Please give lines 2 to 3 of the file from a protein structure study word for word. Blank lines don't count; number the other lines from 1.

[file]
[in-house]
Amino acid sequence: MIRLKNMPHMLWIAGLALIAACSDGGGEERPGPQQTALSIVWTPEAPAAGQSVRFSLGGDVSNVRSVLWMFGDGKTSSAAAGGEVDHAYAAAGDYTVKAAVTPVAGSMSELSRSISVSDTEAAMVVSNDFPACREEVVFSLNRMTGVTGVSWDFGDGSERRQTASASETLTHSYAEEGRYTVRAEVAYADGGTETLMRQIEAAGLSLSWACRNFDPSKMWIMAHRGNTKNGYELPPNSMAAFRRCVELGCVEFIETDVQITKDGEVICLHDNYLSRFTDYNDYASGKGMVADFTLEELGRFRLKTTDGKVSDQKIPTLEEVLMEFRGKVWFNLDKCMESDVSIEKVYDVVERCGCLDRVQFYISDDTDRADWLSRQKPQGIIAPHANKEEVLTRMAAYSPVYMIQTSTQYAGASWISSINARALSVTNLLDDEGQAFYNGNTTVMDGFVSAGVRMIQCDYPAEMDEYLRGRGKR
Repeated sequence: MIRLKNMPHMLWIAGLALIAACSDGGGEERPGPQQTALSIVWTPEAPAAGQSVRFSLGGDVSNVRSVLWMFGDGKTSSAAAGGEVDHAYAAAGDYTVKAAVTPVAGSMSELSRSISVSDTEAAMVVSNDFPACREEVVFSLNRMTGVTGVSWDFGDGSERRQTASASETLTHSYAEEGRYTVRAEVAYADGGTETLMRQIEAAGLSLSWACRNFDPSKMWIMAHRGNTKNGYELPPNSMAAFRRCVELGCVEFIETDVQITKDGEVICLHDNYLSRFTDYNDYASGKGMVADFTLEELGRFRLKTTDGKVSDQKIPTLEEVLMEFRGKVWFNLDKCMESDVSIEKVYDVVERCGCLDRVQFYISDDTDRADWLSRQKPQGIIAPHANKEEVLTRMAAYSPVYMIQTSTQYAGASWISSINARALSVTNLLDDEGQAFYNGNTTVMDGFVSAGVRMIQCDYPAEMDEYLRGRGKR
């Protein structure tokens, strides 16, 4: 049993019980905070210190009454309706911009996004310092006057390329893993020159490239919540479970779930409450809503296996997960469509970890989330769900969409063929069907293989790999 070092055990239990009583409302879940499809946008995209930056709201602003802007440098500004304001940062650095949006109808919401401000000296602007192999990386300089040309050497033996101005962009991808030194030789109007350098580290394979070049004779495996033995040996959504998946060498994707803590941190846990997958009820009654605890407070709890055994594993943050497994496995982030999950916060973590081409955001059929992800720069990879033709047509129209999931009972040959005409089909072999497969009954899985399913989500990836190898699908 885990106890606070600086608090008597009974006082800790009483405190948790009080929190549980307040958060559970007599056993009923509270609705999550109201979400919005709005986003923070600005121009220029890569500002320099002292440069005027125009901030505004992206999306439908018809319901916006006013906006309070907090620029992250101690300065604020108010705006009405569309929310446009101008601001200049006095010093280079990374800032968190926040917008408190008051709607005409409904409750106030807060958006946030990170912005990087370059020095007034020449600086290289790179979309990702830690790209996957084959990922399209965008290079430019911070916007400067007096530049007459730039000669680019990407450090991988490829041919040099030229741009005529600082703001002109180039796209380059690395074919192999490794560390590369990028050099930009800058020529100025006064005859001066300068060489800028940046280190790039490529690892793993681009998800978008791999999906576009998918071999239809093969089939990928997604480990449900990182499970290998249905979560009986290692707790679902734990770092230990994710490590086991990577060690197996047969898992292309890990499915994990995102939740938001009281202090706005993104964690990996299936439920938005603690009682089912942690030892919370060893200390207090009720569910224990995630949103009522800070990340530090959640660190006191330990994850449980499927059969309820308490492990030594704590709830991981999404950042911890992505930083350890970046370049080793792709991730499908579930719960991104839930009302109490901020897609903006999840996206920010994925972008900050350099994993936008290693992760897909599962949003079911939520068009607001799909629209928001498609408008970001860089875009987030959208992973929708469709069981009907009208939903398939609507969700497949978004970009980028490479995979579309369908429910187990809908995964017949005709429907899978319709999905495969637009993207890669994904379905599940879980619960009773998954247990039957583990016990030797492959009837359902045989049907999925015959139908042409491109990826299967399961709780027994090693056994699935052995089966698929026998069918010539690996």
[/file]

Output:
Amino acid sequence: MIRLKNMPHMLWIAGLALIAACSDGGGEERPGPQQTALSIVWTPEAPAAGQSVRFSLGGDVSNVRSVLWMFGDGKTSSAAAGGEVDHAYAAAGDYTVKAAVTPVAGSMSELSRSISVSDTEAAMVVSNDFPACREEVVFSLNRMTGVTGVSWDFGDGSERRQTASASETLTHSYAEEGRYTVRAEVAYADGGTETLMRQIEAAGLSLSWACRNFDPSKMWIMAHRGNTKNGYELPPNSMAAFRRCVELGCVEFIETDVQITKDGEVICLHDNYLSRFTDYNDYASGKGMVADFTLEELGRFRLKTTDGKVSDQKIPTLEEVLMEFRGKVWFNLDKCMESDVSIEKVYDVVERCGCLDRVQFYISDDTDRADWLSRQKPQGIIAPHANKEEVLTRMAAYSPVYMIQTSTQYAGASWISSINARALSVTNLLDDEGQAFYNGNTTVMDGFVSAGVRMIQCDYPAEMDEYLRGRGKR
Repeated sequence: MIRLKNMPHMLWIAGLALIAACSDGGGEERPGPQQTALSIVWTPEAPAAGQSVRFSLGGDVSNVRSVLWMFGDGKTSSAAAGGEVDHAYAAAGDYTVKAAVTPVAGSMSELSRSISVSDTEAAMVVSNDFPACREEVVFSLNRMTGVTGVSWDFGDGSERRQTASASETLTHSYAEEGRYTVRAEVAYADGGTETLMRQIEAAGLSLSWACRNFDPSKMWIMAHRGNTKNGYELPPNSMAAFRRCVELGCVEFIETDVQITKDGEVICLHDNYLSRFTDYNDYASGKGMVADFTLEELGRFRLKTTDGKVSDQKIPTLEEVLMEFRGKVWFNLDKCMESDVSIEKVYDVVERCGCLDRVQFYISDDTDRADWLSRQKPQGIIAPHANKEEVLTRMAAYSPVYMIQTSTQYAGASWISSINARALSVTNLLDDEGQAFYNGNTTVMDGFVSAGVRMIQCDYPAEMDEYLRGRGKR